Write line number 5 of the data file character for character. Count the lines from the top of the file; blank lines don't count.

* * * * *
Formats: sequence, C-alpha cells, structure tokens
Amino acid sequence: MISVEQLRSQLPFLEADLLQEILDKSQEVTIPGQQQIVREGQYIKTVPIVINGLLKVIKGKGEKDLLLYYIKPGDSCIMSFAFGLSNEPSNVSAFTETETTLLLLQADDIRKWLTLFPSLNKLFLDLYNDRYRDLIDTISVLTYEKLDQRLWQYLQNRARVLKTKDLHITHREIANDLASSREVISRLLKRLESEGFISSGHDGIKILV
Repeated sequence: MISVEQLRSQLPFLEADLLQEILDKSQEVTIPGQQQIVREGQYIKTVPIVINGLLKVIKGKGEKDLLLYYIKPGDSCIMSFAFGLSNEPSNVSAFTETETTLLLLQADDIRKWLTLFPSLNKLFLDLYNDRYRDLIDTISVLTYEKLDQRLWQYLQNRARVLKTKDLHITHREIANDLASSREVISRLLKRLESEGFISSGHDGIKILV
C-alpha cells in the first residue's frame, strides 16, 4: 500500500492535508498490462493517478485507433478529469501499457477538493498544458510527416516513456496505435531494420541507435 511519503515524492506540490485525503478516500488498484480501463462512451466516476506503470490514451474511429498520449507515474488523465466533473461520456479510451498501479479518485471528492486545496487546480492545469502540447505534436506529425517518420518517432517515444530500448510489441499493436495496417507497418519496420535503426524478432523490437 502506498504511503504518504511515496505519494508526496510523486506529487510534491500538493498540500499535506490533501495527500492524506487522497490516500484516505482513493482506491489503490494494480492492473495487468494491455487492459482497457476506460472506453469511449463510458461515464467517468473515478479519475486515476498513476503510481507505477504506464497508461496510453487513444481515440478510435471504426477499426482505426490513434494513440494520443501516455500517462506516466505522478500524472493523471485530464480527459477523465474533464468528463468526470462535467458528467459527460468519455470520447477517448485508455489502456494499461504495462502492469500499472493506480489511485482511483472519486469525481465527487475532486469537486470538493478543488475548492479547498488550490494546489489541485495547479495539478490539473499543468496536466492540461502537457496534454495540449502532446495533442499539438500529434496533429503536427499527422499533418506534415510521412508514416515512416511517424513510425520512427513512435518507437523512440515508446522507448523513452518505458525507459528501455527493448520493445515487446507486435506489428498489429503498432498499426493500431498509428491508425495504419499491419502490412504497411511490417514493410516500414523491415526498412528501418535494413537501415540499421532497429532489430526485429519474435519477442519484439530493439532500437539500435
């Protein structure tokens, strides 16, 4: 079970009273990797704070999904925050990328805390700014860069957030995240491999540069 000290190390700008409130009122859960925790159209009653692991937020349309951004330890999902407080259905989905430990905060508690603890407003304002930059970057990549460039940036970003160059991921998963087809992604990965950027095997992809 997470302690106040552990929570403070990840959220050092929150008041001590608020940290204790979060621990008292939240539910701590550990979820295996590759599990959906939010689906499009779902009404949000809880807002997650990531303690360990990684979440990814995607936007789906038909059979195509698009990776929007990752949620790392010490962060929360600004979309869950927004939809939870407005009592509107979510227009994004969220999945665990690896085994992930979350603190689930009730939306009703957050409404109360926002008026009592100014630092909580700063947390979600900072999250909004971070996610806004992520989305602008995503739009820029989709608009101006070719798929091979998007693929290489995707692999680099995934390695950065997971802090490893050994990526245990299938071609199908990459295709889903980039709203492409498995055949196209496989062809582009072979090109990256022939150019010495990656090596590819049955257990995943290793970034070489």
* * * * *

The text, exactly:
């Protein structure tokens, strides 16, 4: 079970009273990797704070999904925050990328805390700014860069957030995240491999540069 000290190390700008409130009122859960925790159209009653692991937020349309951004330890999902407080259905989905430990905060508690603890407003304002930059970057990549460039940036970003160059991921998963087809992604990965950027095997992809 997470302690106040552990929570403070990840959220050092929150008041001590608020940290204790979060621990008292939240539910701590550990979820295996590759599990959906939010689906499009779902009404949000809880807002997650990531303690360990990684979440990814995607936007789906038909059979195509698009990776929007990752949620790392010490962060929360600004979309869950927004939809939870407005009592509107979510227009994004969220999945665990690896085994992930979350603190689930009730939306009703957050409404109360926002008026009592100014630092909580700063947390979600900072999250909004971070996610806004992520989305602008995503739009820029989709608009101006070719798929091979998007693929290489995707692999680099995934390695950065997971802090490893050994990526245990299938071609199908990459295709889903980039709203492409498995055949196209496989062809582009072979090109990256022939150019010495990656090596590819049955257990995943290793970034070489």